Rivera, Kahlo exhibit mirrors spirit of DIA, Detroit
"Diego Rivera and Frida Kahlo in Detroit," opening Sunday, is the most significant exhibition the Detroit Institute of Arts has mounted in decades.
It's a show that plays to the unique strengths of the museum, with Rivera's iconic "Detroit Industry" murals, and it comes at a propitious moment when the nation has its eyes on Detroit, curious to see what the city and museum make of themselves in the post-bankruptcy era. The exhibit also will remind the world, some argue, that Detroit is a tough, creative town where art — made in Detroit, and about Detroit — has been as much a part of local history as automobiles.
Toby Barlow, chief creative officer at the ad agency Team Detroit, sees a happy coincidence in the timing.
"They've been planning this exhibition for years," he said, "and then it occurs just as the museum and city come out of the bankruptcy trauma."
Trauma was widespread when Rivera and Kahlo arrived at Detroit's Michigan Central Depot in April 1932 — a moment with considerable parallels to our recent past. The Depression had clobbered Detroit, labor unrest was exploding, and the DIA's budget had been cut to just 10 percent of what it was in 1928. There was talk of closing the museum.
Into this environment stepped the two exotic foreigners.
"Diego and Frida arrive just after Henry Ford sent goons to beat up union organizers," said Mark Rosenthal, DIA adjunct curator who organized the show, "and now here comes this Mexican communist." And not just any communist, but one with a $20,000 commission (about $250,000 today) from Henry's grown son Edsel to paint "something out of the history of Detroit."
Despite initial opposition, mostly led by religious conservatives, the Rivera murals have become a touchstone of local pride. A 1986 Rivera retrospective at the DIA drew 228,000 visitors, a record for the museum at the time. Museum officials say they hope the current show will pull in at least 200,000, far more than any recent DIA special exhibitions.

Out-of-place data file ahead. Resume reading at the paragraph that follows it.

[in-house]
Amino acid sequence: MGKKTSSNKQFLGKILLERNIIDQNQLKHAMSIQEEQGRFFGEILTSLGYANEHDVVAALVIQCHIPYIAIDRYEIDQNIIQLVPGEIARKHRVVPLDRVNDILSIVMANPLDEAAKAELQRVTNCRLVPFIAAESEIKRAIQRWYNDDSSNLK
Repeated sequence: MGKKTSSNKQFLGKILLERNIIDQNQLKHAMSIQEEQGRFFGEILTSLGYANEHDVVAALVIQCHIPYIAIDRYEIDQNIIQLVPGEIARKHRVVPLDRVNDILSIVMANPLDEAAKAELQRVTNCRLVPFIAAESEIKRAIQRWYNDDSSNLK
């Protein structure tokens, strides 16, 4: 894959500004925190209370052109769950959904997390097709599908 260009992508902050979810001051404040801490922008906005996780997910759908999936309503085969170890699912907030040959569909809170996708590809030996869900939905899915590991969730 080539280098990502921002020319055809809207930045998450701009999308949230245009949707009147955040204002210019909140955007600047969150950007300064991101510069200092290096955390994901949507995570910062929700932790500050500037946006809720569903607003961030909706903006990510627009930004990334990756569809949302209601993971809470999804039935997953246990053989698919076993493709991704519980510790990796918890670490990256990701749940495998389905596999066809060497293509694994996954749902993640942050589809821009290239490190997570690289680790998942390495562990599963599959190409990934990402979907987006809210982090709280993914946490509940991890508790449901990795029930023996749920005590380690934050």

"If this show doesn't attract a lot of attention," said Vince Carducci, a dean at the College for Creative Studies and editor of the online Motown Review of Art, "it would be a huge shock."
First glimpse of Kahlo's art
"Diego and Frida" offers a rare chance to see Rivera's spectacular preparatory mural drawings — huge charcoal-and-pigment cartoons lost and forgotten in DIA storage for almost 50 years and too fragile to leave the museum. The exhibit also is noteworthy in giving Detroiters their first glimpse of Kahlo's work, including several paintings she completed in Detroit.
With 23 pieces in the show, Kahlo — cult figure, feminist superstar and subject of a 2002 film — is likely to be a huge draw. For her part, Gabriela Ruiz, 28, a third-generation Detroiter raised on her grandmother's tales of meeting the two Mexican artists in 1933, couldn't be more excited.
"I've been waiting for Frida to come back for years," Ruiz said. "Frida Kahlo is one of my heroes. It's a crime everyone doesn't know the story of Frida in Detroit."
Everyone might once the national media has its way. Media outlets as diverse as the Economist, Boston Globe, Washington Post, New York Times, "CBS Sunday Morning," Art in America and NPR's "All Things Considered" have sent reporters or plan to shortly.